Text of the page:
Lament: The Faerie Queen's Deception

Page 66


Luke looked at me, across the million miles that separated us. I think he was afraid. “What of me, Dee?”

I took a deep breath. No matter what happened, I wasn’t going to win. But maybe I didn’t have to lose completely. I looked at Brendan and Una. “Do you remember what you said that first night I met you?’”

“He remembers everything,” Una interrupted me. “He’s like an elephant.”

Brendan held up a hand. “Shut. Up.” He turned to me. “What did I say?”

I stumbled over the words, not sure how to say what I wanted to. “You said that Luke had played with you—that he played with you in the past. You said he was like you, more like you than most people. And—” My eyes found Thomas Rhymer, watching from nearby. “And Thomas said that humans who live with the faeries don’t die. If I give his soul back—do you think—so he has a chance to prove where his soul belongs—”

Luke’s eyes darted to me, and then to Brendan. I didn’t even know if he wanted what I was trying to get for him. Maybe he’d just think he was going from one prison to another. Then he looked from Brendan to Una. “Will you have me?”

Brendan frowned at him before speaking. When he finally opened his mouth, it seemed he was choosing his words carefully. “You’ve spent so much time among the iron.”

“Indeed,” added Una. Luke was frozen beside me.

Brendan frowned deeper. Slowly, disgust began to grow on his face. My stomach turned uncomfortably. “You stink of it. The filth of iron. I cannot imagine us—”

Una giggled, and Brendan elbowed her. He turned back to Luke. “I just do not think it will be possible. I’m sorry.”

Luke started to say something, but then Una began to laugh, a beautifully silly laugh. She laughed so hard she had to crouch down on the pavement and rest her hand on the ground. She finally gasped, “Brendan, love, Luke Dillon believes you.”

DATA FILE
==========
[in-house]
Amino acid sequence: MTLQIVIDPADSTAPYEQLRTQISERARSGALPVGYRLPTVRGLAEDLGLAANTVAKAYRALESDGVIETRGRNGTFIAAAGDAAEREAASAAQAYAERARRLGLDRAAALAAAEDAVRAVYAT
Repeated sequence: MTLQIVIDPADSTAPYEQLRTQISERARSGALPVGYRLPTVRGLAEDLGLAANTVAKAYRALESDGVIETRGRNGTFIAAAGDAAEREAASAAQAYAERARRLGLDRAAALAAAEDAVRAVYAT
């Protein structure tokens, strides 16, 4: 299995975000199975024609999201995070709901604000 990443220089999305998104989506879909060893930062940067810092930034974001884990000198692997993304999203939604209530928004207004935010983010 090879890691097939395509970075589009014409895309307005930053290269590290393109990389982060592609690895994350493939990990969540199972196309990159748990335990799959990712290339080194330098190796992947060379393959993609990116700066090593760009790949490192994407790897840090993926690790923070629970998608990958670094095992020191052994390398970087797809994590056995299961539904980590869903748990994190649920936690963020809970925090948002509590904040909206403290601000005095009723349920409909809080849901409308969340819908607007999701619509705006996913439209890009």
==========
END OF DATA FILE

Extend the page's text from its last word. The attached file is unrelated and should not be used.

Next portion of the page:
Luke made a face at Una and looked back up at Brendan. “Are you having fun with me?”

The disgust melted off Brendan’s face, replaced immediately with an easy smile. “You and your flute don’t have to ask whether you belong with us, Luke Dillon. We’d be honored. You are far more faerie than you are human.”

Una wrinkled her nose. “But also more gullible.”

Luke made a soft little noise—whether sadness or appreciation, I couldn’t tell.

It was so unfair. After all we’d done, after everything that had happened, I should have gotten to stay with him. But there was no way to make it fair.

“Do it,” Una said. “Stop moping. You have the rest of Solstice with him. We’re here as long as the music is.”

I left James and walked back to the cage. Luke kissed my cheek, my forehead, my lips. Then he whispered against my skin, “Thank you for making it mean something.”

Eleanor strode over to us, regal in her bloody crown, and pulled out her bone-white dagger. “Truly,” she whispered reverently, “This was a wonderful game.” She handed the dagger to me. It took me a long moment to realize she meant for me to open the birdcage with it.

Without giving myself time to second-guess, I sliced through the top of the cage. The bars sprang outward like wires, and the dove flapped in the bottom, its eyes frightened. I could see its heart pounding through its fragile skin.

“Shhh,” I whispered. Reaching in, I cupped its wings to its sides. It was unimaginably light, and I felt as if it would disintegrate in my hands if I pressed too hard. I looked up at Luke. His eyes were locked on mine, unmoving.

In my hands, the soul tugged toward Luke, and I let it guide my hands to his chest. I imagined Luke before me, young and vibrant and grinning, and everything we could have had. I wanted to say something like “goodbye,” but in the end what was there, really, to say that we hadn’t been saying all along? And then I let his soul flutter back into him.

Luke gasped—and when he blinked, he was alive. He was so alive, his eyes so bright, his face so light, that I realized I didn’t know anything about him. He grinned at me, this strange, young, wild thing, and he kissed me, hard.

Una came over and gripped Luke’s shoulder. “You’re one of us now. You’re bound by music. Music owns you. Music is your life.”

Luke looked at me. “I’m here as long tonight as the music lasts, pretty girl. Get your harp.”
 


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